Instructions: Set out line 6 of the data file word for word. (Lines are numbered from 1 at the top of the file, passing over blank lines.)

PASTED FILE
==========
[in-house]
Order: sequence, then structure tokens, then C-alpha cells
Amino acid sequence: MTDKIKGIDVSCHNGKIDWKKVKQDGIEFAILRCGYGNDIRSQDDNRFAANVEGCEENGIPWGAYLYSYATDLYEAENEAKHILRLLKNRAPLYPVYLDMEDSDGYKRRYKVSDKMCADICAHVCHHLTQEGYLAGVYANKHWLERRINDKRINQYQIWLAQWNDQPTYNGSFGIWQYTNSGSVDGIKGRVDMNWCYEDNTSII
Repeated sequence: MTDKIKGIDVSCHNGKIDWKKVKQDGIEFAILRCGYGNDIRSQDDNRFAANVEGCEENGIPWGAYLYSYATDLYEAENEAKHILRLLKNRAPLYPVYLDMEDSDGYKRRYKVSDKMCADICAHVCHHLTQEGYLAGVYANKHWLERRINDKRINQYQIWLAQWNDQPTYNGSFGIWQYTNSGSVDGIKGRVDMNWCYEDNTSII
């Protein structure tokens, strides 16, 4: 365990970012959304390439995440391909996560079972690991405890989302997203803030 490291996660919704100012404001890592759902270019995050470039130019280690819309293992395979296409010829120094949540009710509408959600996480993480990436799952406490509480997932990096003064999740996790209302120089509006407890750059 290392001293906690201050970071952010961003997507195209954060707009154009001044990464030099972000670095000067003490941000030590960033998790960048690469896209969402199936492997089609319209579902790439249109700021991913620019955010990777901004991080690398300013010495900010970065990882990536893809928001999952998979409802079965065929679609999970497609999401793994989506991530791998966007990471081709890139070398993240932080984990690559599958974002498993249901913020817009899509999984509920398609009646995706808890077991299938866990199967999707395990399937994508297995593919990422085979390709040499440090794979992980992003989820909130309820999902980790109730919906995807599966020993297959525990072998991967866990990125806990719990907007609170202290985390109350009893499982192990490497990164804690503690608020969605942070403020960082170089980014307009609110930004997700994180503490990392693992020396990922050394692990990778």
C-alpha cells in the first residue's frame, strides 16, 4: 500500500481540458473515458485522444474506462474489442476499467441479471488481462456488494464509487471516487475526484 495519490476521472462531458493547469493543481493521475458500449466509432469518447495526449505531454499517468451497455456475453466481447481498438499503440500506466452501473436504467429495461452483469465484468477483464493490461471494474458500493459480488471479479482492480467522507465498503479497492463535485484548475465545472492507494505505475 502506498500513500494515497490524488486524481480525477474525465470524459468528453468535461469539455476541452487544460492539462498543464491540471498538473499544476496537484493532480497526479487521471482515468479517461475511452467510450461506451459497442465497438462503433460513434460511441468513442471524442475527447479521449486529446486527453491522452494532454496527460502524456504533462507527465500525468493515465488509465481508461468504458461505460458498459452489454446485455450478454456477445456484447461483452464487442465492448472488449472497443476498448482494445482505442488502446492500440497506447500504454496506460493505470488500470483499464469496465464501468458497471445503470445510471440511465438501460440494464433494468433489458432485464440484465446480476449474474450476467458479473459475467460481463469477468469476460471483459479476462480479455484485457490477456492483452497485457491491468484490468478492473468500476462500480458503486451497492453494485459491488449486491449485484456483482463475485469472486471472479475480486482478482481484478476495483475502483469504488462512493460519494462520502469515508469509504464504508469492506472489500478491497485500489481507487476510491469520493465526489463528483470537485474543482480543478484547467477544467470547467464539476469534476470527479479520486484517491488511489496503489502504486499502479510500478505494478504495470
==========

C-alpha cells in the first residue's frame, strides 16, 4: 500500500481540458473515458485522444474506462474489442476499467441479471488481462456488494464509487471516487475526484 495519490476521472462531458493547469493543481493521475458500449466509432469518447495526449505531454499517468451497455456475453466481447481498438499503440500506466452501473436504467429495461452483469465484468477483464493490461471494474458500493459480488471479479482492480467522507465498503479497492463535485484548475465545472492507494505505475 502506498500513500494515497490524488486524481480525477474525465470524459468528453468535461469539455476541452487544460492539462498543464491540471498538473499544476496537484493532480497526479487521471482515468479517461475511452467510450461506451459497442465497438462503433460513434460511441468513442471524442475527447479521449486529446486527453491522452494532454496527460502524456504533462507527465500525468493515465488509465481508461468504458461505460458498459452489454446485455450478454456477445456484447461483452464487442465492448472488449472497443476498448482494445482505442488502446492500440497506447500504454496506460493505470488500470483499464469496465464501468458497471445503470445510471440511465438501460440494464433494468433489458432485464440484465446480476449474474450476467458479473459475467460481463469477468469476460471483459479476462480479455484485457490477456492483452497485457491491468484490468478492473468500476462500480458503486451497492453494485459491488449486491449485484456483482463475485469472486471472479475480486482478482481484478476495483475502483469504488462512493460519494462520502469515508469509504464504508469492506472489500478491497485500489481507487476510491469520493465526489463528483470537485474543482480543478484547467477544467470547467464539476469534476470527479479520486484517491488511489496503489502504486499502479510500478505494478504495470